SNC-Lavalin claims most rivals were granted deals to avoid convictions ‚ÄĒ is that true?
|globalnews.ca 11 Apr 2019 at 11:16|
MONTREAL ‚ÄĒ¬† It was a sunny Wednesday in March, and Neil Bruce was making his case for why SNC-Lavalin Group Inc. deserved a negotiated settlement over corruption charges tied to alleged dealings in Libya.
After spending six weeks in the eye of a political storm over the actions of top government officials who had pushed to head off a criminal prosecution in the case, the CEO of Canada‚Äôs most renowned engineering and construction firm went on a press offensive.
Flanked by a public relations team in a downtown Toronto boardroom, Bruce shared some internal data on the use of deferred prosecution agreements (DPA) by SNC-Lavalin‚Äôs rivals to illustrate the competitive disadvantage his firm faces.
In the U.S. and United Kingdom, just one of SNC-Lavalin‚Äôs 16 main competitors listed in its 2018 annual information form is named as a DPA recipient, according to the databases that go as far back as 1992.
Of 216 DPAs and non-prosecution agreements ‚ÄĒ which are similar, but more lenient ‚ÄĒ in the U.S. since 2014, only eight were granted to construction or design firms, and only three of those companies qualified as global players, according to figures in annual reports by law firm Gibson, Dunn & Crutcher.
The U.K. has granted only four DPAs since legislation was passed in 2013, records from Fieldfisher law firm show.
‚ÄúMost of the activity in DPAs is extremely recent,‚ÄĚ said Jennifer Quaid, a criminal law professor at the University of Ottawa. ‚ÄúThere isn‚Äôt necessarily a long tradition of holding companies criminally liable in many European jurisdictions.‚ÄĚ
When asked about the discrepancy in the numbers, SNC-Lavalin stood by its figures.
‚ÄúSNC-Lavalin did internal research on the topic and calculated that about 75 per cent of its rivals have concluded DPAs in their host countries,‚ÄĚ spokesman Nicolas Ryan said in an email.
While none of SNC-Lavalin‚Äôs 16 competitors appear to have received DPAs in the U.S. or U.K. in the past five years, a few of their subsidiaries have, and several rivals accepted deals prior to 2014.
In 2012, Tokyo-based Marubeni Corp. agreed to pay US$54.6 million in a DPA linked to its participation in a decade-long scheme to bribe Nigerian government officials, according to the U.S. Department of Justice.
Montreal-based engineering firm WSP Global Inc. bought Louis Berger in 2018 ‚ÄĒ three years after that company paid US$17.1 million to resolve charges it bribed officials in India, Indonesia, Vietnam and Kuwait.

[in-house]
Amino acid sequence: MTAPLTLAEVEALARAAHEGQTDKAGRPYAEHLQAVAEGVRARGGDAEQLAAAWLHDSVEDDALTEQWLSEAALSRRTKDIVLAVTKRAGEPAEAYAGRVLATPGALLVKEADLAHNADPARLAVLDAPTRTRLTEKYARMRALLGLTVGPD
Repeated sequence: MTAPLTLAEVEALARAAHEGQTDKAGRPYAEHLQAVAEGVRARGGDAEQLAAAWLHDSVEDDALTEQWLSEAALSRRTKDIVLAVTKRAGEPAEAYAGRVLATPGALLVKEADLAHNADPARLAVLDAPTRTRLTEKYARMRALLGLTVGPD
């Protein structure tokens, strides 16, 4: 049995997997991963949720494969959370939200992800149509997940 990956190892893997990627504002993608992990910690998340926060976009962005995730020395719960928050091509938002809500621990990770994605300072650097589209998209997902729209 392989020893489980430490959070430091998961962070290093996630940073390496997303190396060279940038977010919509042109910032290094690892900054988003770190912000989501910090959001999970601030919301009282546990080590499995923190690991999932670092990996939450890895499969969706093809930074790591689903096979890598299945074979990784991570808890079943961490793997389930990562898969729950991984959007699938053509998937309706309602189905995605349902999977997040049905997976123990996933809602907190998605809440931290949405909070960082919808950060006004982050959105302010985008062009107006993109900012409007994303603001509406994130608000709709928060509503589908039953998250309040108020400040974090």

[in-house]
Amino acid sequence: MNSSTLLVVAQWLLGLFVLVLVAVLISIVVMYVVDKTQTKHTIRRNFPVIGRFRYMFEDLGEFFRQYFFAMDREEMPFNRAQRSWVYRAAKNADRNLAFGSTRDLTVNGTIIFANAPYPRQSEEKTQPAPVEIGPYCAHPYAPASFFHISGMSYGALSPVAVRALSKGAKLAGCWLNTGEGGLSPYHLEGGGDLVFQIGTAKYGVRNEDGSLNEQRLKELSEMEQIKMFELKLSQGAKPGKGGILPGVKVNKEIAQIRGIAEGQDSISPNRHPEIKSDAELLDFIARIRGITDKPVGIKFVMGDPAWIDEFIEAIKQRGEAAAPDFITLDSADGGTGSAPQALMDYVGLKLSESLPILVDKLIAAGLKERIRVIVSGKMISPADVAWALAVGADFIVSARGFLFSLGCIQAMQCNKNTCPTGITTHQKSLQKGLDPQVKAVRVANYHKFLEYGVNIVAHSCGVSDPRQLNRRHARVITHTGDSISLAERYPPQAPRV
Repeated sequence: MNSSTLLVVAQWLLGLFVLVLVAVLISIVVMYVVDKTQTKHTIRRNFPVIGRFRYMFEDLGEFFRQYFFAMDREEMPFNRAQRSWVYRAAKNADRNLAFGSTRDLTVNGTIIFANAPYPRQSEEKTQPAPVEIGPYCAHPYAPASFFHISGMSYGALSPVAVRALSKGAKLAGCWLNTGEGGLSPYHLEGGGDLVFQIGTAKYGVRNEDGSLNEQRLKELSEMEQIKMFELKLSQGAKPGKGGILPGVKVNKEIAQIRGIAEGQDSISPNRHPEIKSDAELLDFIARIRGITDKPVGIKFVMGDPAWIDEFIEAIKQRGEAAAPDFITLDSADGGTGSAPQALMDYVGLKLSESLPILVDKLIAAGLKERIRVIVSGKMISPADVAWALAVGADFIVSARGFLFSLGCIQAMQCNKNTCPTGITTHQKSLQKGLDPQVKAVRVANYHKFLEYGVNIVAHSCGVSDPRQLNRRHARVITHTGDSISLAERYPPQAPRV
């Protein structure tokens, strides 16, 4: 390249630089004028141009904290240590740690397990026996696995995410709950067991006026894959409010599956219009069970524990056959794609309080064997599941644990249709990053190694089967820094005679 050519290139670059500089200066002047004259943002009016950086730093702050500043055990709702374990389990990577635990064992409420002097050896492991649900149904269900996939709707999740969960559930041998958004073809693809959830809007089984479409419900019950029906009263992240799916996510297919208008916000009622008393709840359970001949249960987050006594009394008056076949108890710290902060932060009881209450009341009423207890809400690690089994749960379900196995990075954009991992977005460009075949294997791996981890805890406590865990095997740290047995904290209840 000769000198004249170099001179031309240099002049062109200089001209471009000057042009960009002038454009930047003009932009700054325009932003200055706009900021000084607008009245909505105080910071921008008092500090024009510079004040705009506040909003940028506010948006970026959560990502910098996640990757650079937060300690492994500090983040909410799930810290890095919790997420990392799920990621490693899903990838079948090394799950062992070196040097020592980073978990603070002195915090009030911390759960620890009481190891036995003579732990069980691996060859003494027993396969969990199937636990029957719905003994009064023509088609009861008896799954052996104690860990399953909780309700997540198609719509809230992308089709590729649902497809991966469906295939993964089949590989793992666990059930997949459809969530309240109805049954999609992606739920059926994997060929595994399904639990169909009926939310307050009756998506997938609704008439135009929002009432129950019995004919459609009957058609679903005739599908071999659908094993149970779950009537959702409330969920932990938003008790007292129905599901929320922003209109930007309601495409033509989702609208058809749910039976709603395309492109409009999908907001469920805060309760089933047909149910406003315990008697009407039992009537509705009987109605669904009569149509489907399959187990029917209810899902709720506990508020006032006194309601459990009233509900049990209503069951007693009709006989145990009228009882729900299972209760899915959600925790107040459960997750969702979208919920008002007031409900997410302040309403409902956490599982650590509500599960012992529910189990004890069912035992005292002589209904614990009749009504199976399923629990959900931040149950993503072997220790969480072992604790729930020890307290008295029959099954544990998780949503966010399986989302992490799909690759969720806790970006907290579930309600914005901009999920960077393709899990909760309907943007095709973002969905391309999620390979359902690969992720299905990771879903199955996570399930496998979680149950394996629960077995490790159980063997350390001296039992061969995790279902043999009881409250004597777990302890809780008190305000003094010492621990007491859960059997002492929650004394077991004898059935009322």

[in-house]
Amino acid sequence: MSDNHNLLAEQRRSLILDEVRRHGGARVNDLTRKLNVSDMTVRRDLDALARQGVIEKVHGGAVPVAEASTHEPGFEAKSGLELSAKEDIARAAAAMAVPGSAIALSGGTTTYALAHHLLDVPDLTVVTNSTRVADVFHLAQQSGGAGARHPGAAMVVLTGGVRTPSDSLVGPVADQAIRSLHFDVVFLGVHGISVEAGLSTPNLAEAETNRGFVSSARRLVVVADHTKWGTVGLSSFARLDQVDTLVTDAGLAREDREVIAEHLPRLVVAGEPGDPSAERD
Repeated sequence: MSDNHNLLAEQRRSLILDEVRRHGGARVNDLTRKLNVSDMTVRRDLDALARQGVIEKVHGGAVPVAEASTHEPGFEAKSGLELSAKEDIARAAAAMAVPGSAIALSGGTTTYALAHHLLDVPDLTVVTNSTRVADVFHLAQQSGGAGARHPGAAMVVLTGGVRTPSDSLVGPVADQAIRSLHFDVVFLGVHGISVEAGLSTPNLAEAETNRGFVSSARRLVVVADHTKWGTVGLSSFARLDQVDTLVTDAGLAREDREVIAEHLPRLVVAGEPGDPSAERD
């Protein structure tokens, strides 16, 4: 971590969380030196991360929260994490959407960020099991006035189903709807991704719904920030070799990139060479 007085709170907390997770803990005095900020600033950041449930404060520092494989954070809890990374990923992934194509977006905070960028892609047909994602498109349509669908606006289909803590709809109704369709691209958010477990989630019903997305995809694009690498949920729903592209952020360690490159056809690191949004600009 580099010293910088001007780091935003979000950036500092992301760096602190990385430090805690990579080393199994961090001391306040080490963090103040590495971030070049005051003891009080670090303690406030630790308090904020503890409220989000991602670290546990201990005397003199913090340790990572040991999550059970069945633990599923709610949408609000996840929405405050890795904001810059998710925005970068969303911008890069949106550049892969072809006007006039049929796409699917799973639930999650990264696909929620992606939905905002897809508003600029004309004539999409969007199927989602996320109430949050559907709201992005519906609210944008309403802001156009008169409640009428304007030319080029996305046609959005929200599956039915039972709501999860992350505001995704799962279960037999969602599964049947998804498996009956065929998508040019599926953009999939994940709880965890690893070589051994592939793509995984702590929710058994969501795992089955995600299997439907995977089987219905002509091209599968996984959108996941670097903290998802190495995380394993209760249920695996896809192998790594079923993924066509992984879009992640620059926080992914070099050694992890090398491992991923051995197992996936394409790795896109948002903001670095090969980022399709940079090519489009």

Aecon Group Inc.‚Äôs Tishman Construction Corp. accepted in 2015 a US$20.2-million DPA tied to an overbilling scheme. And SNC-Lavalin‚Äôs own WS Atkins, which it bought in 2017, acquired a subsidiary seven years earlier that reached a US$3.4-million DPA following allegations of bribing Qatari officials in 2009.
In 2008, British construction company Balfour Beatty admitted to ‚Äúpayment irregularities‚ÄĚ and paid a 2.25-million-pound penalty following a bribery investigation by the U.K.‚Äôs Serious Fraud Office, avoiding charges in the process. Instead it got a plea bargain, which unlike a DPA involves a legal admission of guilt along with the bidding bans and steeper penalties that can come with it.
The goal of a DPA, also known as a remediation agreement, is to encourage voluntary disclosure of criminal misconduct that might otherwise fly under regulators‚Äô radar. By entering into a DPA, a company avoids prosecution while taking responsibility for breaches such as fraud or bribery of foreign officials and agreeing to conditions like overhauling its board and senior management, adopting a compliance program and accepting third-party oversight.
DPAs also aim to slash costs and time for investigators in what can be lengthy, exhaustive criminal probes by cash-strapped government bureaus.
‚ÄúThe big thing that corporations are worried about is stigma. They don‚Äôt like the stigma of being considered a corporate criminal, because that affects their sales and their public reputation,‚ÄĚ said Russell Mokhiber, a corporate crime journalist and author.
‚ÄúLarge companies tend to get away with DPAs and the smaller companies get prosecuted criminally,‚ÄĚ she said.
She points to Rolls-Royce PLC, with which U.K. prosecutors pursued an agreement ‚Äúfor corrupt conduct spanning three decades,‚ÄĚ as the state‚Äôs Serious Fraud Office director put it in February. The settlement ‚ÄĒ which emerged only after Rolls-Royce had been ‚Äúfound out,‚ÄĚ Hawley said, not after self-reporting ‚ÄĒ drew renewed scrutiny of the practice.
‚ÄúBecause the large corporations have the power, they have the power to demand and secure these agreements,‚ÄĚ said Mokhiber. ‚ÄúYou lose so many jobs in the economy, shareholders get hurt, innocent employees are punished, and so forth.‚ÄĚ